10 Things Nutritionists Need You to Know About Pineapple
Here's everything you need to know about pineapples, from nutrition and health benefits to tips for slicing up and eating the fruit.
Pineapples equal fun
Pineapples are a sweet, tangy, and delicious tropical fruit that is synonymous with summer and warm-weather fun. From piña coladas and pineapple upside-down cake to fruit salad, there are endless ways to enjoy pineapples.
If you’re a fan (and, really, who isn’t?), you might be wondering what exactly a pineapple is, where it’s grown, and whether it’s even good for you.
What is pineapple?
Pineapple is part of the Bromeliaceae family, explains Ellen Liskov, a registered dietitian with Yale New Haven Hospital.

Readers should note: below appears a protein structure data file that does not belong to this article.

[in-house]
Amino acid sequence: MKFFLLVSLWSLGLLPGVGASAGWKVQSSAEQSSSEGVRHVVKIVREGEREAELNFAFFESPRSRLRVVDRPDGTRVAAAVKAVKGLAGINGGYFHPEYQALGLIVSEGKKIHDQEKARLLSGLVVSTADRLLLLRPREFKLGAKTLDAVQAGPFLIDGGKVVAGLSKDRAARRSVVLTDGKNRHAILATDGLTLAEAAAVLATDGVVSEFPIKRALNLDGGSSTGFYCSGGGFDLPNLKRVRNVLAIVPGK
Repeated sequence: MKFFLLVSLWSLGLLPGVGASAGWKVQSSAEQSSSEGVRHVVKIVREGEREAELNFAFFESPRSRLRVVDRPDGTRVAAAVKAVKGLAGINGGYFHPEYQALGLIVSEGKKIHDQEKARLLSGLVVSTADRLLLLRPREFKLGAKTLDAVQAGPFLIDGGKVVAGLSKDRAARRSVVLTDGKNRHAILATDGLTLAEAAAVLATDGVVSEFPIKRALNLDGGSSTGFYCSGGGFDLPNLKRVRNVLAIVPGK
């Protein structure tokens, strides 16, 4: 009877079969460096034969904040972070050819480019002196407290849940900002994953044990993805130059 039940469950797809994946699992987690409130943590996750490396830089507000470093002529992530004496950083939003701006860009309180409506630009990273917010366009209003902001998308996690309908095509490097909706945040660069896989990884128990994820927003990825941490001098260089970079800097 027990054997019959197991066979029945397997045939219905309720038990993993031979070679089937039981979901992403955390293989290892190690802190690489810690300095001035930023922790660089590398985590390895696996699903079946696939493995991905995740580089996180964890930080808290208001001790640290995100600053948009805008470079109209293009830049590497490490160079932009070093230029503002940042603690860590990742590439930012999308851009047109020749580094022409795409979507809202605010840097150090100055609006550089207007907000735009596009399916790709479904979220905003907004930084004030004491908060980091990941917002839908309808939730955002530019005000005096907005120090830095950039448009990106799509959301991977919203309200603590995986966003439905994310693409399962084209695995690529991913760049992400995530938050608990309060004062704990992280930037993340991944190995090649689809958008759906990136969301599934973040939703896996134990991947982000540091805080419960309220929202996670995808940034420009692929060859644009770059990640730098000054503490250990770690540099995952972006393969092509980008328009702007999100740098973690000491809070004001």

Although it is not closely related to pine or apple trees, its name is a purposeful combination of the two. Early European colonizers, who first experienced its deliciousness after landing in South America, thought it looked like a pine cone but tasted like an apple.
Plenty of people wonder if pineapples are a citrus fruit—the answer is nope. If you want to get technical, you can call it a “multiple” fruit, so categorized because it forms from multiple flowers that fuse together.
But most people consider it a tropical fruit, thanks to its native climate.
How does it grow?
Unlike pine cones and apples, pineapples do not grow on trees. Instead, they grow from small shrubs that need a year or two of growth before they can bear fruit.
“The pineapple grows from a plant close to the ground, [and] unlike many tree-borne fruits, the pineapple actually grows from itself,” says Lacey Dunn, a registered dietitian based in Houston. “To grow a pineapple, you can plant a pineapple head directly in the ground.”